The Graphic Design Association of Malaysia (wRega) is currently in talks with “relevant parties” to find out how the scrapped 55th National Day logo came to be, in the hope of avoiding a future fiasco.
According to its president Zachary Ong ( right ), the association considers the blunder “an extremely serious issue”.
“We have launched an investigation. We are waiting for some feedback from certain parties. We are committed that this thing will never happen again,” he told Malaysiakini today.
He said that wRega is speaking to the Information, Communication and Culture Ministry and groups within the design community to get feedback.
“We don't know (how open the government will be) to our feedback as we have not yet spoken to the right person. It's still under investigation,” he said.
He added that fiasco has also shown the "appalling" state of design in Malaysia and the poor awareness of the importance of design within society.
“If people say the design (issue) is petty, it clearly shows how well educated or not well educated we are about the power of design,” he said.
He revealed there is already a general feeling of being under-appreciated within the design community, and the unveiling of the now scrapped logo is like the last straw.
“It is like a boiling pot. When something like this happens, (graphic designers) have to say something about it,” he said.
He said the uproar also has to do with the symbolism of the National Day celebrations.
“(The Merdeka celebrations) is an icon which all Malaysian connect to. A logo is something people see and connect emotionally with.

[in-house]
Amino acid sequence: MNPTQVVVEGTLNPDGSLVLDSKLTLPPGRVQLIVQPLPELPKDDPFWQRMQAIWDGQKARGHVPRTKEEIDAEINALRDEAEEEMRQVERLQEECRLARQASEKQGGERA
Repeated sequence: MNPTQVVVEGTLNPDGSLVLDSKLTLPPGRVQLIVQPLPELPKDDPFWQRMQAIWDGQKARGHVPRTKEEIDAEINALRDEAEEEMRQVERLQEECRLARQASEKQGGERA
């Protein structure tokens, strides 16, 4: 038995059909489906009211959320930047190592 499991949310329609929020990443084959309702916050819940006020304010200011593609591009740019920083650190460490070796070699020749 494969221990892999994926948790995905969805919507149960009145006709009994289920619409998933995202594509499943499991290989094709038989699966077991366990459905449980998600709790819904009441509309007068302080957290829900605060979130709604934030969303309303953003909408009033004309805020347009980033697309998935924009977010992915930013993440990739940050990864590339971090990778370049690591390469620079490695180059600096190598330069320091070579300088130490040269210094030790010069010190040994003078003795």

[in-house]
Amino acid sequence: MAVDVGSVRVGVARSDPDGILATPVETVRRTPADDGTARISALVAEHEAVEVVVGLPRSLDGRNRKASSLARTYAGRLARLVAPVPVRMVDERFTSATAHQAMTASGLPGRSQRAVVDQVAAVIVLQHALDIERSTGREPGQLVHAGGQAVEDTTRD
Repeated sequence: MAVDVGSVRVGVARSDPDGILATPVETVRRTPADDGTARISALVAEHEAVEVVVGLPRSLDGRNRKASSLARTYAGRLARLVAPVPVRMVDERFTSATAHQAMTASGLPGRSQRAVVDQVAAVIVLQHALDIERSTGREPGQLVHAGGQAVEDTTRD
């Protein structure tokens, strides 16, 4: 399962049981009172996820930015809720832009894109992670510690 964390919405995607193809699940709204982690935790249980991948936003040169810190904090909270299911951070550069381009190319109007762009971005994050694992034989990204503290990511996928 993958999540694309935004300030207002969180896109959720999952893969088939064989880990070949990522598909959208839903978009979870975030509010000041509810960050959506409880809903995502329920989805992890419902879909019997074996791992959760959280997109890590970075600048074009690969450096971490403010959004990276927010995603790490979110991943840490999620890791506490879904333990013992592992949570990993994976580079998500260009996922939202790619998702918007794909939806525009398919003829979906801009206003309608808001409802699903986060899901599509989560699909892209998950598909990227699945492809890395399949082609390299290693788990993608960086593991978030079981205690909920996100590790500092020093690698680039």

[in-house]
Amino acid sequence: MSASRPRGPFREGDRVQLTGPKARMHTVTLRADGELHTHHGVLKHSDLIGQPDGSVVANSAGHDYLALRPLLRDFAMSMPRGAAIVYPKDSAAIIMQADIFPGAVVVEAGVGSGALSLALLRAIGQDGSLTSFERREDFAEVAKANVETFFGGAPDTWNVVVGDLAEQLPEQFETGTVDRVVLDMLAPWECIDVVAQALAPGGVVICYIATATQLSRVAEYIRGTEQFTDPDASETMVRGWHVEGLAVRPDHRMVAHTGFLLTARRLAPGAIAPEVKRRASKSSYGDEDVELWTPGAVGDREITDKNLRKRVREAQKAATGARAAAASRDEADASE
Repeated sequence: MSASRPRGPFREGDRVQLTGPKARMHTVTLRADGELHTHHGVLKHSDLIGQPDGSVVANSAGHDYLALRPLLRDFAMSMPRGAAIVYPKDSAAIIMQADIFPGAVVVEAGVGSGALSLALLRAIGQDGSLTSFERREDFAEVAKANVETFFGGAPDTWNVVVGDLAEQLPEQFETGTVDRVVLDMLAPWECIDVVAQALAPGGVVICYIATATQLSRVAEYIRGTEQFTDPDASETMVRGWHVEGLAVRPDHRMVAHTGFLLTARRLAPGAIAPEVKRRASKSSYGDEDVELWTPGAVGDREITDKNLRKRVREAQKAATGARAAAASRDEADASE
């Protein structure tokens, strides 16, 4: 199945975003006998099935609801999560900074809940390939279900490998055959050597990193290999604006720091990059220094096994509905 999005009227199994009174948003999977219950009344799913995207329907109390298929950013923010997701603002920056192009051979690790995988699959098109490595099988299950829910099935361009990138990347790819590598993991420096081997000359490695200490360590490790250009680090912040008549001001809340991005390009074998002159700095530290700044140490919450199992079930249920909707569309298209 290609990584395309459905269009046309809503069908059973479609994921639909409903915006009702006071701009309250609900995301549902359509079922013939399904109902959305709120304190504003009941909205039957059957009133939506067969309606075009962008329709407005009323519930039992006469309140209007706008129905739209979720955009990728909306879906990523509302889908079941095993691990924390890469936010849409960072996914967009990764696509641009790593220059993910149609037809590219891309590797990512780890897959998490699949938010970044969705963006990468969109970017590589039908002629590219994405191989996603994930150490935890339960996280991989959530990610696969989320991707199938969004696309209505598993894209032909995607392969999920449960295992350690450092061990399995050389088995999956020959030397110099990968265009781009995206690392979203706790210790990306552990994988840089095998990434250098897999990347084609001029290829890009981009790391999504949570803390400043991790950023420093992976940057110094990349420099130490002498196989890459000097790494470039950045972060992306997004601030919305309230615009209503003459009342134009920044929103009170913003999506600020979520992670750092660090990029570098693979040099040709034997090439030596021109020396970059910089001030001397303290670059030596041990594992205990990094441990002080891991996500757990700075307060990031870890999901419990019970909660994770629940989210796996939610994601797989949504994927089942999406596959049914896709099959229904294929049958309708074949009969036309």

“In this context, this represents the independence of the country. It comes with a lot of history, of the struggles of our forefathers, and with a sense of integrity to make sure that the design portrays that.”
‘Victory for designers’
He said the scrapping the logo was a “victory” for the design community and that retaining it would have been “disastrous”.
While a logo designing competition - as done in previous years - would have been “ideal”, replacing it with the 1Malaysia logo is not a bad idea.
“It has been used (for as the National Day celebration logo) for the past two years and no one has said anything about it,” he said.
“As a graphic designer, I look at the message and the 1Malaysia logo represents the ruling government's message - to take Malaysia to a new future, to achieve Vision 2020. As a public relations exercise, it is a brilliant idea, right and timely.”
He added that Malaysia has a long way to go in terms of design and that there needs to be a proper design policy, to put Malaysia at par with regional neighbours like Singapore, South Korea and Hong Kong where design is a multimillion dollar industry.
“K-Pop, for example, is manufactured and intended to be that way. It was conscious and deliberate, intended to be that way because of the conscious effort to promote Korean culture,” he said.
He said in countries like Japan and Germany, focus on design became the driving force for innovation.
“Look at history and how (these countries) grew. They grew from a manufacturing core and changed to innovation, which is something we are doing but (in Malaysia) what is missing is the focus on design. Innovation is only the outcome of design.”